ENVIRONMENTALLY FRIENDLY TECHNOLOGY: THE BEHAVIOUR OF NATURAL AND SYNTHETIC BINDER SYSTEMS WITHIN PAPER COATINGS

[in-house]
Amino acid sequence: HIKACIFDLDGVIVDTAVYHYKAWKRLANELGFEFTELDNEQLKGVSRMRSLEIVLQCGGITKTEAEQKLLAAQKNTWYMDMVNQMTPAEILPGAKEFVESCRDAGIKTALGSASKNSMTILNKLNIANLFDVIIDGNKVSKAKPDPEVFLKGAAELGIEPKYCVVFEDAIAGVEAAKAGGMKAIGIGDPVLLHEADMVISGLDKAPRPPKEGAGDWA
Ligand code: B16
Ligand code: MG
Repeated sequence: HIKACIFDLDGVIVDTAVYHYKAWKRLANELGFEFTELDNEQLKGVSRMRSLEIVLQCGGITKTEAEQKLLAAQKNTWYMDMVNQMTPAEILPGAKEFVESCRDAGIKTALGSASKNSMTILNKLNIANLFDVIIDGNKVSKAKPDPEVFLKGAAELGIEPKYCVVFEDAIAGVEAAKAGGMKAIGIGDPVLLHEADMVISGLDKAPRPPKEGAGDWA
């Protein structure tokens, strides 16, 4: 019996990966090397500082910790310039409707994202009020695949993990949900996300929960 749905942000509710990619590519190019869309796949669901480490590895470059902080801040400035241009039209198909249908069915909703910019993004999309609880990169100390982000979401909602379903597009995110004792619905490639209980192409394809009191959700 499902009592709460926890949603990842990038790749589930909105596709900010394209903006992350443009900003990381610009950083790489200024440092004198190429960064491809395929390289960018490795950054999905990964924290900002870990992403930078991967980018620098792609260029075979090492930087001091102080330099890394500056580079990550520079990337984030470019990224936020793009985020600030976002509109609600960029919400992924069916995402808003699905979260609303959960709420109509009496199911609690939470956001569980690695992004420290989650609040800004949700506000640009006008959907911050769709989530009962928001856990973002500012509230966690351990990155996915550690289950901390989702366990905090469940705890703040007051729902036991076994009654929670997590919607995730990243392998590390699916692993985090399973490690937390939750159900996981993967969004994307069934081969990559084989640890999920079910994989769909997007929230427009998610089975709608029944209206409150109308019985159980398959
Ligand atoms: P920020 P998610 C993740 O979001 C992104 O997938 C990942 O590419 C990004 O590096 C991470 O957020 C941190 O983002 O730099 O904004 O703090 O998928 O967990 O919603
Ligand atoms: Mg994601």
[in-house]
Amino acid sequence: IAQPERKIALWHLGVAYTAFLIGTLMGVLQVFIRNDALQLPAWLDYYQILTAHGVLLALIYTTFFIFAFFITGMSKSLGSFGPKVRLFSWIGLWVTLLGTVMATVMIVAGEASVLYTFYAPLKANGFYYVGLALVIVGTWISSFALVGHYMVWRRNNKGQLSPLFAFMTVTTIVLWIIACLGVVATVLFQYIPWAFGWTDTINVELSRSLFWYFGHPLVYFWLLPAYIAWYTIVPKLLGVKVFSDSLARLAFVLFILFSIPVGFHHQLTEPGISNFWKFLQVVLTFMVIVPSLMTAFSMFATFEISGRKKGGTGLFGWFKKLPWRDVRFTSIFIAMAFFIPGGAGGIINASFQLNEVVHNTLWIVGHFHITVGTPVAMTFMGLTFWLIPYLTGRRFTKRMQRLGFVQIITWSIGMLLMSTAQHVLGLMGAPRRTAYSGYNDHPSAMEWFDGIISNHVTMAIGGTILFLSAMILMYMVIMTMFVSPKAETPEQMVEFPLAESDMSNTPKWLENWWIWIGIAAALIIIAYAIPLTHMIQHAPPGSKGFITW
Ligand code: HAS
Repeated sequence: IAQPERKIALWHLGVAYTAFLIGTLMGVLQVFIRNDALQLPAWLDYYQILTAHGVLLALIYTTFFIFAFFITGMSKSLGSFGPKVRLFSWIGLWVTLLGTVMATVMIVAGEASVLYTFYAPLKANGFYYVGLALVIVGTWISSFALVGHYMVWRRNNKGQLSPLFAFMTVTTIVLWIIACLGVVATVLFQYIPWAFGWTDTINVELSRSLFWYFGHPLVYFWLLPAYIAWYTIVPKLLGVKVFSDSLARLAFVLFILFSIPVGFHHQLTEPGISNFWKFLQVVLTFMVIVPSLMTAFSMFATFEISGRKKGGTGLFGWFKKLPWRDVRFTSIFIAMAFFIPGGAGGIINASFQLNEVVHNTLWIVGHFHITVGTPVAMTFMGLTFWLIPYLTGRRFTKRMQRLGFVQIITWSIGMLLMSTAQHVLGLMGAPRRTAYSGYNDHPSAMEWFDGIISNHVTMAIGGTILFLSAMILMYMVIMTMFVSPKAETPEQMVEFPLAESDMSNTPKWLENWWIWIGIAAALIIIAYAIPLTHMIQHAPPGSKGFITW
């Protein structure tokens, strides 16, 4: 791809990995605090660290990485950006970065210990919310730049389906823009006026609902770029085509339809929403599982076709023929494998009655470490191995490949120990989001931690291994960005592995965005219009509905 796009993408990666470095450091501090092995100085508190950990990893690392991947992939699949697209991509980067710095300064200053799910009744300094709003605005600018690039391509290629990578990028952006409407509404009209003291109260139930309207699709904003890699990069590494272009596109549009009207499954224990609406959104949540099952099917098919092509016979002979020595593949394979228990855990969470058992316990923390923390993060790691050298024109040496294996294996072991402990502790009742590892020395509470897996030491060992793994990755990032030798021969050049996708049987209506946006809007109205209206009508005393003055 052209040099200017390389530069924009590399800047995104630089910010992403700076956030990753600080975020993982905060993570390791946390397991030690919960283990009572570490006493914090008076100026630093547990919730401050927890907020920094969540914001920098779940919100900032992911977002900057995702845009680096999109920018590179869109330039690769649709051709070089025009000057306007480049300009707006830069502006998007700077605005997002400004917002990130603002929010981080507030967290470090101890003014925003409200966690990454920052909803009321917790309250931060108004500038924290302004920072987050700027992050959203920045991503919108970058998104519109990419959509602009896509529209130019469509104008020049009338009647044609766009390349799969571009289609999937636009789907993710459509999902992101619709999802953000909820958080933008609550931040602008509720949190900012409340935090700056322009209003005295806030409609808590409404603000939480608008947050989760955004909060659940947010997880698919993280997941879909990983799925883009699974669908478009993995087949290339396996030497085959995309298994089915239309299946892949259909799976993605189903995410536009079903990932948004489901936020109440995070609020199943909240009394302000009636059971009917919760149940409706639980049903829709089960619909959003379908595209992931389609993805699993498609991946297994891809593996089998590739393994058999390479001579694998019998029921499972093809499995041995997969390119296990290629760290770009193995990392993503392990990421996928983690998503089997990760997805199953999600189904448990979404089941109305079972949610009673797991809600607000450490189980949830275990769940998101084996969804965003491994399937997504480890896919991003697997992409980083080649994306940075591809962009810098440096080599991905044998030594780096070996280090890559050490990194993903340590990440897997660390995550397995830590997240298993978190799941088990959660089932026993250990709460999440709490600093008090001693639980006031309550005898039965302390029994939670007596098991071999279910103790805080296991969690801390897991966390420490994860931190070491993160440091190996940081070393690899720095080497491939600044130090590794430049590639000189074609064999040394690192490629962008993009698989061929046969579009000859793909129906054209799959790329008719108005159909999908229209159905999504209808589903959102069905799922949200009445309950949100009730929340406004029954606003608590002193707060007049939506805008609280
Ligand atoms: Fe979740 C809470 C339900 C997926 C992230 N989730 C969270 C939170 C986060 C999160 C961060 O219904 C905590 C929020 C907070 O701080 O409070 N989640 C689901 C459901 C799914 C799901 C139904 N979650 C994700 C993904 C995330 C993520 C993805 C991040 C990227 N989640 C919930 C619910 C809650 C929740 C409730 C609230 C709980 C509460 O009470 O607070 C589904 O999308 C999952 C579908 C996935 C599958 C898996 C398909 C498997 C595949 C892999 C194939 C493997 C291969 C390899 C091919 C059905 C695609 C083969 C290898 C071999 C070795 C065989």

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Coating shrinkage upon drying is a phenomenon well known to the paper coating industry, where it often causes changes in the final structure of the coating layer leading to poor results in terms of gloss, light scattering, surface strength, coverage, uniformity and printability. Such shrinkage has in previous studies been wrongly associated with shrinkage of the polymeric binders used in the coating formulation, by making erroneous comparison with solvent-based paint systems. Natural binders, as starch or proteins, which come from renewable resources and are therefore environmentally friendly, suffer more from this shrinkage phenomenon than synthetic binders. The aim of this research project was to improve the understanding of the processes involved in the drying of a coating layer and to create a model able to describe them. Shrinkage while the coating layer dries has been successfully measured by observing the deflection of coated strips of a synthetic elastically-deformable substrate. Ground calcium carbonate was used as the coating pigment, together with latex binders of both low and high glass transition temperature, Tg, respectively, and also with starch which is a natural film-forming water soluble binder. The final dry coatings were studied with mercury porosimetry and by scanning electron microscopy in order to characterise their porous structure. The flow and rheological properties of the coating colour formulations were measured in order to probe the particle-particle interaction between the different species in the wet coating colour. The void space of the dry coating layers was modelled using Pore-Cor, a software which generates simulated porous networks. A new algorithm was developed to model, within the simulated void space, the effective particles or "skeletal elements" representative of the solid phase of the dried porous system. The water-filled porous structures at the beginning of the shrinkage process (first critical concentration, FCC) were subsequently modelled by creating Pore-Cor structures with the same solid skeletal elements distribution as at the second critical concentration (at which the particles lock their positions), but with higher given porosity to account for the water present The capillary forces acting on the surface of the simulated coating were calculated, and found to be several orders of magnitude larger than the measured shrinkage forces. The shrinkage process was thus described as resulting from the effect of capillary forces in the plane of the coating layer resisted by a stick-slip process, where the capillary forces yield shrinkage only if a resistance force within the drying coating layer holds the structure in place and allows the menisci to form. The stick-slip theory was strongly supported by quantitative comparisons between the experimental forces required to intrude mercury, and the capillary forces within the simulated void structure.
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